Some people have trouble if they have too much fructose, a sugar present in various foods. A relatively high amount of naturally occurring fructose is present in leeks, onions and scallions, artichokes, dried fruit, pears, apples, honey, and wheat.
Many sodas and fruit drinks are sweetened with a form of fructose called high fructose corn syrup. (It's a good idea to avoid sodas and fruit drinks anyway because they're empty calories and the carbonation in sodas can contribute to bloating.) Many processed foods are also made with high fructose corn syrup.
Certain starches (such as wheat, corn, and potatoes, but not rice) can cause gas for some people. And certain fiber-rich foods (such as oat bran, beans, peas, and many kinds of fruit) cause gas because they're normally broken down in the large intestine.

Wheat bran, on the other hand, basically passes through your digestive systemwithout getting broken down. This makes wheat bran a good choice if you have constipation and need more fiber but also suffer from flatulence.

People who are lactose intolerant will find that dairy products give them gas. If you're highly lactose intolerant, you probably knew this before you got pregnant since dairy may give you diarrhea and abdominal pain.
If you're only somewhat lactose intolerant and haven't been aware of dairy having any effect on you, a dramatic boost in your consumption of dairy products during pregnancy may cause you some distress. To avoid this problem, look for lactose-free milk or calcium-fortified soy milk in your supermarket.
Finally, try to steer clear of high-fat and fried foods.

[h=3]What else can I do to get relief?[/h]These suggestions may lessen the frequency and severity of your symptoms:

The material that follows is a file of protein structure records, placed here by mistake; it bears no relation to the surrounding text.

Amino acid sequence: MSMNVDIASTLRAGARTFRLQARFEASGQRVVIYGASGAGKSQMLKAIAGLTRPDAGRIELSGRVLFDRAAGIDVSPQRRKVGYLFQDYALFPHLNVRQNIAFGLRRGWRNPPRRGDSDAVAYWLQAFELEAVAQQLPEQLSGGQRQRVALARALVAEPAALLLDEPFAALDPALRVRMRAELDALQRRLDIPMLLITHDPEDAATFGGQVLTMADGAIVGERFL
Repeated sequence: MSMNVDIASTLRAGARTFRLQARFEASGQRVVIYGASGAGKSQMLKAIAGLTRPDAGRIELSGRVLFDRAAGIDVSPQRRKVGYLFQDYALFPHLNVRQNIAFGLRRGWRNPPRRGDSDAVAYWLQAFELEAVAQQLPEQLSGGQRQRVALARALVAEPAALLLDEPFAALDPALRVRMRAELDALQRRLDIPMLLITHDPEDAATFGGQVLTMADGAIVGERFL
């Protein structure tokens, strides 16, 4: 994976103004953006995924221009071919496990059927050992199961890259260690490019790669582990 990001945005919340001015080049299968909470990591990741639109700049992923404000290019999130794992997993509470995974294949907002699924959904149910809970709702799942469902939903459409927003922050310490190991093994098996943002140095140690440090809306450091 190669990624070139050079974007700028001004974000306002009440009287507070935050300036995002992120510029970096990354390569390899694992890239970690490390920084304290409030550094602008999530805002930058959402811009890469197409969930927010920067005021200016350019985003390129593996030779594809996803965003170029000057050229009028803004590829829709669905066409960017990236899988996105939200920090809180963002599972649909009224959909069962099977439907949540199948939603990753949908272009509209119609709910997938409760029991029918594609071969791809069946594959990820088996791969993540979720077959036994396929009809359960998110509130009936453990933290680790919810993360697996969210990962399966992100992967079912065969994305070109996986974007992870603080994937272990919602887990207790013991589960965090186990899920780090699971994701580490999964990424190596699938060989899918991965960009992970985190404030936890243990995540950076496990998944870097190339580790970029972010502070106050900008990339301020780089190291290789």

• Don't eat big meals. Instead, eat several small meals throughout the day.
  • Take your time and chew thoroughly. Don't talk while you're eating.
  • Limit how much you drink during meals. You can make up for it during the rest of the day.
  • Drink from a cup or glass *– not from a bottle or through a straw – and don't gulp your beverages.
  • Avoid carbonated drinks.
  • Avoid anything sweetened with sorbitol, an artificial sweetener.
  • Sit up while you're eating or drinking, even if you're just having a small snack.
  • Wear loose, comfortable clothing, and avoid any tightness around your waist and tummy.
  • Don't chew gum or suck on hard candies.
  • Get moving. Even a brisk walk can help your sluggish digestive tract.
Take care of constipation since it can add to flatulence and a feeling of abdominal bloating.

Don't smoke. In addition to contributing to a host of serious health problems, smoking boosts stomach acidity. (Ideally, this is a habit you should break before getting pregnant.

  • Consider practicing yoga or a similar discipline to learn relaxation and good breathing techniques. Some people who are prone to hyperventilating tend to swallow more air when they're excited or anxious.
[FONT=arial, helvetica, ]If these relief measures don't help, ask your practitioner whether you can take an over the counter gas remedy [/FONT] that contains simethicone.(Don't take activated charcoal tablets, because they aren't safe during pregnancy)

[h=3]Can gas pain ever be a sign that something is wrong?[/h]Call your practitioner if your intestinal discomfort ever feels more like abdominal pain or cramping is accompanied by blood in your stool, severe diarrhea, constipation, or an increase in (or a new bout of) nausea and vomiting.